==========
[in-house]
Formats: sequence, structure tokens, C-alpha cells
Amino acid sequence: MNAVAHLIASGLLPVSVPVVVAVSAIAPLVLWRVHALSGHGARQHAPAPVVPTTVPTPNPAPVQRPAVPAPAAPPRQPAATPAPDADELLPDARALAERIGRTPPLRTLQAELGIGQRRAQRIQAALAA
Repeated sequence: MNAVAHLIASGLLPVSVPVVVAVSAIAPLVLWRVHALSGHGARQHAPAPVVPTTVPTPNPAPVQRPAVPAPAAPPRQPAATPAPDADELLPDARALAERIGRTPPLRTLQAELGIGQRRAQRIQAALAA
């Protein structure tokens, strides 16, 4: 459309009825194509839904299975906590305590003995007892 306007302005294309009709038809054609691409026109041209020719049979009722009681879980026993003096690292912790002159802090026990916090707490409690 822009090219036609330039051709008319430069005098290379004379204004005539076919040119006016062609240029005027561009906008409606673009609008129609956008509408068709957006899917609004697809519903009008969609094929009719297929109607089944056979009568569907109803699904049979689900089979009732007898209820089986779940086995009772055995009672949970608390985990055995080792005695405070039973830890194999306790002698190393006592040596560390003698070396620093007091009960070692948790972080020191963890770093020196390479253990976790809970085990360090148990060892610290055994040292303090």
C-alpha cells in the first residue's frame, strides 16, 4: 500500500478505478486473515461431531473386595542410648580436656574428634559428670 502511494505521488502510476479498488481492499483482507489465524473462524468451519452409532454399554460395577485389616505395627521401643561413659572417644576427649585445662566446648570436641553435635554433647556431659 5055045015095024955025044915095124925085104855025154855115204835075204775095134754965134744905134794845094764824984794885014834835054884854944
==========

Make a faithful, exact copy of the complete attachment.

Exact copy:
[in-house]
Formats: sequence, structure tokens, C-alpha cells
Amino acid sequence: MNAVAHLIASGLLPVSVPVVVAVSAIAPLVLWRVHALSGHGARQHAPAPVVPTTVPTPNPAPVQRPAVPAPAAPPRQPAATPAPDADELLPDARALAERIGRTPPLRTLQAELGIGQRRAQRIQAALAA
Repeated sequence: MNAVAHLIASGLLPVSVPVVVAVSAIAPLVLWRVHALSGHGARQHAPAPVVPTTVPTPNPAPVQRPAVPAPAAPPRQPAATPAPDADELLPDARALAERIGRTPPLRTLQAELGIGQRRAQRIQAALAA
């Protein structure tokens, strides 16, 4: 459309009825194509839904299975906590305590003995007892 306007302005294309009709038809054609691409026109041209020719049979009722009681879980026993003096690292912790002159802090026990916090707490409690 822009090219036609330039051709008319430069005098290379004379204004005539076919040119006016062609240029005027561009906008409606673009609008129609956008509408068709957006899917609004697809519903009008969609094929009719297929109607089944056979009568569907109803699904049979689900089979009732007898209820089986779940086995009772055995009672949970608390985990055995080792005695405070039973830890194999306790002698190393006592040596560390003698070396620093007091009960070692948790972080020191963890770093020196390479253990976790809970085990360090148990060892610290055994040292303090």
C-alpha cells in the first residue's frame, strides 16, 4: 500500500478505478486473515461431531473386595542410648580436656574428634559428670 502511494505521488502510476479498488481492499483482507489465524473462524468451519452409532454399554460395577485389616505395627521401643561413659572417644576427649585445662566446648570436641553435635554433647556431659 5055045015095024955025044915095124925085104855025154855115204835075204775095134754965134744905134794845094764824984794885014834835054884854944